Spring is always described as a time of growth and renewal.  It’s fitting that during this 1st week at my new job it was also the 1st day of spring.  I have a lot to learn and am excited for where this journey is going to take me.  I’ve always been passionate about helping people live a healthier lifestyle.  But with this new start it has only made me more passionate (so watch out!)  I’m at a place where not only do people need to know what they have to eat in order to be healthy but also where people want to know.           

Sunday, March 9, 2014


What is mindfulness?

Being mindful means paying close attention, being aware or careful, to what’s happening in the moment.  Simply put, mindfulness is about being present.  It means noticing what’s happening inside your mind and in your body (Your stomach hurts from the thought of having to do your taxes.)  And it means being aware of what’s happening around you (Flowers are blooming on your route to work.)  When you’re being mindful, the key is not to label or judge what’s happening.  Feelings aren’t “good” or “bad”.  They just are. 

The opposite of mindfulness is being on autopilot – doing things without any thought or consideration.  An example of being on autopilot is backing out of your driveway and heading to work on a Saturday when you meant to go to the grocery store. 

Here’s how to be mindful when you have a few minutes to yourself (not when you’re driving):

·       Pause and focus on your body.  Notice what you see and hear.  Also, check what you smell, taste, and feel.  You acknowledge the sensations, but then let them go.

·       Then narrow your focus.  What do you feel in your body?  Notice those subtle sensations, like an itch or tingling.  Give each part of your body a moment of your full attention.  Start with your head and move down to your toes.

·       Next, be more intent on your breath.  Where in your body do you feel it most?  Rest your attention there. 

·       Ask yourself, “How am I in this moment?”  Recognize your thoughts and emotions and spend a few moments with them.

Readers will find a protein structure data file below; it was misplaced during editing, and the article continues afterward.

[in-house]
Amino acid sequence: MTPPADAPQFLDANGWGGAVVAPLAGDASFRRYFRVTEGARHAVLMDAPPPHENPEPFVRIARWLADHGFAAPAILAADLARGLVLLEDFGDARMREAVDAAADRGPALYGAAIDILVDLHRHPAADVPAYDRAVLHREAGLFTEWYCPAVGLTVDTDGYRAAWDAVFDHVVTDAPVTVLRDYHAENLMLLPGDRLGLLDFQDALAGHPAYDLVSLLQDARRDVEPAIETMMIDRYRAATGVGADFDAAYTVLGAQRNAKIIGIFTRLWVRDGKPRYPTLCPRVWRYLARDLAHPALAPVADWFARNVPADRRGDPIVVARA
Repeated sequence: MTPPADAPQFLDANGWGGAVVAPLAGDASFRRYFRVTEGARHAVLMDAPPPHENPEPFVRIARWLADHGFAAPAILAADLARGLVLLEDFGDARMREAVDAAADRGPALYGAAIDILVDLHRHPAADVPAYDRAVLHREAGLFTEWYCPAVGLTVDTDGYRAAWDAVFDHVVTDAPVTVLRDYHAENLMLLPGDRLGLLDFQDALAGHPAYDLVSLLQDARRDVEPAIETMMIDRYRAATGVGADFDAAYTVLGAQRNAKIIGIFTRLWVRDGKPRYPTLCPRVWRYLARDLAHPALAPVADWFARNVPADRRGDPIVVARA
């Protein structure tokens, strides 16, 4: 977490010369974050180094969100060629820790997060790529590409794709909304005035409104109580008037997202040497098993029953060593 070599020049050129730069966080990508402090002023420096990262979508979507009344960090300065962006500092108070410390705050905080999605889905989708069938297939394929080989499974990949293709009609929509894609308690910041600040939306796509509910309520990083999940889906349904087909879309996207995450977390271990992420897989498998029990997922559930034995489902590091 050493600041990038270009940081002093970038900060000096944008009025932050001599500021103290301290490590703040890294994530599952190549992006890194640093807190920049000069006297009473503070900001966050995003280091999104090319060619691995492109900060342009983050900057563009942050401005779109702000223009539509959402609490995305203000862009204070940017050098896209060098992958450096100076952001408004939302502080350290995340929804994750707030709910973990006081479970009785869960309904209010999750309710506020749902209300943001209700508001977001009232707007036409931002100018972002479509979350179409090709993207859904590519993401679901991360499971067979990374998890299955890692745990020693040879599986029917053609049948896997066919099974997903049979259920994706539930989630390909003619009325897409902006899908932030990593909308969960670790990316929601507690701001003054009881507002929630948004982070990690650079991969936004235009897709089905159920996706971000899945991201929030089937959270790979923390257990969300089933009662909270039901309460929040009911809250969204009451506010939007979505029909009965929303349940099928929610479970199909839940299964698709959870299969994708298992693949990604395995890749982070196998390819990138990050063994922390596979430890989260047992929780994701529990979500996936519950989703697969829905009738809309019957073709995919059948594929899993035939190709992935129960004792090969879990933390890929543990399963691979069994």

·       When your mind wanders (oh, and it will), simply return your focus to your breath.

Being mindful helps you notice  when you’re on autopilot.  It allows you to change what you’re doing in the moment, versus getting upset about it later.  We’ve all done it.  We sit in front of the TV with a bag of chips.  We’re in a trance watching the show and continue to eat.   We reach for some more chips and there are no more to grab.  Being mindful can help you break free from that autopilot trance and take a moment to make a different choice.  You can take out a set amount of chips (versus the whole bag), or you could decide to skip TV and take a walk around the block instead. 

Practicing being in the present moment can help one take a step back and better manage stress or even cope with a serious illness.  Mindfulness can even help ease anxiety and depression.  Those who practice it say they’re able to relax more easily, they have a greater enthusiasm for life, and even feel more self-confident. 

Mindfulness can even help you be more fully engaged in activities – which can help you connect more deeply with others (put the cell phones down!)

So how can we be mindful when we eat?  Remember being mindful simply means to give full attention to your environment, thoughts, behaviors, and experiences.  So here a few tips to help you eat mindfully:

·       Inhale and exhale.  Slow, deep, even breathing tells the brain stem to put the entire brain into a state of calm.  Take five deep in-and-out breaths after you sit down at the table and before you lift your fork.

·       Do a gut check to see if you’re really hungry before you eat.  We’ve all done it – eating when we’re bored, eating when we’re stressed, or just ordering what we normally order when what we might need is only a snack! 

·       Focus on each bite, savoring its flavor and texture.  Americans usually eat fast, spending just 8 to 11 minutes on each meal.  Yet your body needs 20 minutes to register that it’s full.  Instead of gulping, take one bite, put your fork down, and chew slowly.  Savor every morsel.  By taking your time it will make it much easier to tell when you’re full.

·       Notice if what you’re saying to yourself is helpful.  Remove “good” and “bad” from your food vocabulary.  You can’t completely enjoy a piece of cake if you’re telling yourself that it’s bad for you.  (I can’t tell you how many times I hear this being said!)  There is NO such thing as a bad or wrong food.  We need to get rid of the judgmental language around food.  When you make your food decisions, try replacing “I should” or “I shouldn’t” with “I choose to.”

·       Do another gut check to see how full you are.  That way you can stop eating when you feel full instead of mindlessly cleaning your plate and feeling stuffed!

·       Enjoy what’s on your plate.  Never eat anything you don’t enjoy, and truly enjoy everything you eat.  Savor the flavors and textures so that you can begin to understand what mindful eating feels like.

Want to be more present in your daily life?  All you need to do is put your mind to it J